U.S. Labor Department sues horse trainer Asmussen, claims OT vio - WDRB 41 Louisville News

U.S. Labor Department sues horse trainer Asmussen, claims OT violations at Churchill Downs

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LOUISVILLE, Ky. (WDRB) – The U.S. Department of Labor has sued thoroughbred trainer Steve Asmussen, alleging he and his stable are breaking federal labor law by failing to pay proper overtime to 100 workers at Churchill Downs.

The lawsuit, filed June 25 in U.S. District Court in Louisville, claims Asmussen and KDE Equine LLC have “willfully and repeatedly” violated the Fair Labor Standards Act by having hot walkers and grooms work more than 40 hours per week without paying them wages at least 1 ½ times higher than their base pay.

The alleged violations have been occurring since at least June 2012.

Asmussen and his stable failed to follow federal labor regulations by not keeping “adequate and accurate” records of workers and how long they worked, including overtime pay, according to the lawsuit.

The government also alleges that two of Asmussen's workers were incorrectly treated as exempt from overtime.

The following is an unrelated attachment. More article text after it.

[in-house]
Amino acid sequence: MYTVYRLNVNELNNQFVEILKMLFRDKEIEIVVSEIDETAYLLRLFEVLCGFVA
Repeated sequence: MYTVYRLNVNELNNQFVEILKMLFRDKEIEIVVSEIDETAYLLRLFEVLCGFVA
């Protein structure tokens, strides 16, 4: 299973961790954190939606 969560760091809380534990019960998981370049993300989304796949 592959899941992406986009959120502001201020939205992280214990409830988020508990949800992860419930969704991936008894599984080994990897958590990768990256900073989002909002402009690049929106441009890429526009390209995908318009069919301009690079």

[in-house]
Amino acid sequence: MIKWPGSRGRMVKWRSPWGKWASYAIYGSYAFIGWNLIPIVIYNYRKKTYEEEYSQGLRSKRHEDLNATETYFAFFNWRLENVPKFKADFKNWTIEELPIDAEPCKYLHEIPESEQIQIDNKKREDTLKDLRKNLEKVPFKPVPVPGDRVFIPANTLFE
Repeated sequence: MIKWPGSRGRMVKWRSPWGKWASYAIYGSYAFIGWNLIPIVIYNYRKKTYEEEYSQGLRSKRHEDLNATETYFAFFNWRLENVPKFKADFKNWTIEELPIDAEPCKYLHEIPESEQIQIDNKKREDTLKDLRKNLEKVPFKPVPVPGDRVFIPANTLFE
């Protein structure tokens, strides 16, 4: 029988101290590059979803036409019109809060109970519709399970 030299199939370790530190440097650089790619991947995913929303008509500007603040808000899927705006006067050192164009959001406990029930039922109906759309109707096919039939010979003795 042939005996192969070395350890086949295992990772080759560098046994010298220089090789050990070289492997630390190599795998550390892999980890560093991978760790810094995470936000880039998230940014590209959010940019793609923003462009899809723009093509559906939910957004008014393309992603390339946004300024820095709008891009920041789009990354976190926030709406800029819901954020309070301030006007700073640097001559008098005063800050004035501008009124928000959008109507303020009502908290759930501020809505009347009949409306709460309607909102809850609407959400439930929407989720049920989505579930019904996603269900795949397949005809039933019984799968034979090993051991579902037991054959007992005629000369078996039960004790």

Asmussen attorney Clark Brewster of Tulsa, Okla., said Monday that he doesn't believe any violations occurred. Prior to the lawsuit being filed, Brewster said he unsuccessfully asked Labor Department investigators to explain their findings and "we would be very, very responsible in trying to correct them."

Brewster said the lawsuit has "systemic flaws," including listing some employees who didn't work in Kentucky. In addition, he said, the number of hot walkers and grooms who allegedly weren't paid proper overtime is "in excess" of the amount needed to staff Asmussen's operations at Churchill Downs.

"I don't think it's based upon merit," Brewster said of the lawsuit. "I don't think it's based upon facts. It appears to be a government shakedown."

The Labor Department is seeking to have Asmussen pay three years of back wages to the 100 workers and any other employees found to be owed money, in addition to unspecified damages.

Asmussen, whose horses have won more than 7,000 races, has the most wins among active trainers, according to Equibase. Twice he has received the Eclipse award for outstanding trainer.

Since January 2013, Asmussen has been under a federal court order in New York requiring him, among other things, to pay his employees proper overtime, according to court documents. He and his company had agreed to make payments totaling $29,096 to employees for work done before July 21, 2012 in New York.

Earlier this year, the Kentucky Horse Racing Commission cleared Asmussen of animal cruelty allegations brought by the People for the Ethical Treatment of Animals.

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